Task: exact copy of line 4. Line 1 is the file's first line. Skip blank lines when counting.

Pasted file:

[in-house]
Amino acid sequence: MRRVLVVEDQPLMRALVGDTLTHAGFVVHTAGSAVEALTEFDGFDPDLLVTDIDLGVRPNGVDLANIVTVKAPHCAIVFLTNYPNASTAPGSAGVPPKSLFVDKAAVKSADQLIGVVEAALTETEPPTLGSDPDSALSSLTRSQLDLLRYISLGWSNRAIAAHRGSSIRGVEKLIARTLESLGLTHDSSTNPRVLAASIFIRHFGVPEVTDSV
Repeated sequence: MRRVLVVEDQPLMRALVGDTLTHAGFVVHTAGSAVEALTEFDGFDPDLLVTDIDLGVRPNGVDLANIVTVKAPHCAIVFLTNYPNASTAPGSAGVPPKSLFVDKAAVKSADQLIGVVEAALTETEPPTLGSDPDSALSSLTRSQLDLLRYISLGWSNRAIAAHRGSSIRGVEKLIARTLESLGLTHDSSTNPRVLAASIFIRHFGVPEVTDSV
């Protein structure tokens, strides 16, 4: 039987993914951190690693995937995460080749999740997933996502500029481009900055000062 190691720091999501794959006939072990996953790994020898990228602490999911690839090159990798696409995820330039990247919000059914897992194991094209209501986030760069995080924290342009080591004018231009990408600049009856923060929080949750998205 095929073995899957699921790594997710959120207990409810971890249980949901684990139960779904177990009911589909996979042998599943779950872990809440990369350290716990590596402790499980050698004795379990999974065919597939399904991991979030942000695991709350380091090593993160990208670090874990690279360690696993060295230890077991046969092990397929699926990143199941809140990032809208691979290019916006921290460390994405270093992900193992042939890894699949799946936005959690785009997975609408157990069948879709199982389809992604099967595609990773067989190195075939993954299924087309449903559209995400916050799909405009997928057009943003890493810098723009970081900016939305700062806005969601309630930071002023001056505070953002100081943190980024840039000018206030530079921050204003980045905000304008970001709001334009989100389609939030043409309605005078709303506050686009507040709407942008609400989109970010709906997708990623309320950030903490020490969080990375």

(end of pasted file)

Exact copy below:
């Protein structure tokens, strides 16, 4: 039987993914951190690693995937995460080749999740997933996502500029481009900055000062 190691720091999501794959006939072990996953790994020898990228602490999911690839090159990798696409995820330039990247919000059914897992194991094209209501986030760069995080924290342009080591004018231009990408600049009856923060929080949750998205 095929073995899957699921790594997710959120207990409810971890249980949901684990139960779904177990009911589909996979042998599943779950872990809440990369350290716990590596402790499980050698004795379990999974065919597939399904991991979030942000695991709350380091090593993160990208670090874990690279360690696993060295230890077991046969092990397929699926990143199941809140990032809208691979290019916006921290460390994405270093992900193992042939890894699949799946936005959690785009997975609408157990069948879709199982389809992604099967595609990773067989190195075939993954299924087309449903559209995400916050799909405009997928057009943003890493810098723009970081900016939305700062806005969601309630930071002023001056505070953002100081943190980024840039000018206030530079921050204003980045905000304008970001709001334009989100389609939030043409309605005078709303506050686009507040709407942008609400989109970010709906997708990623309320950030903490020490969080990375």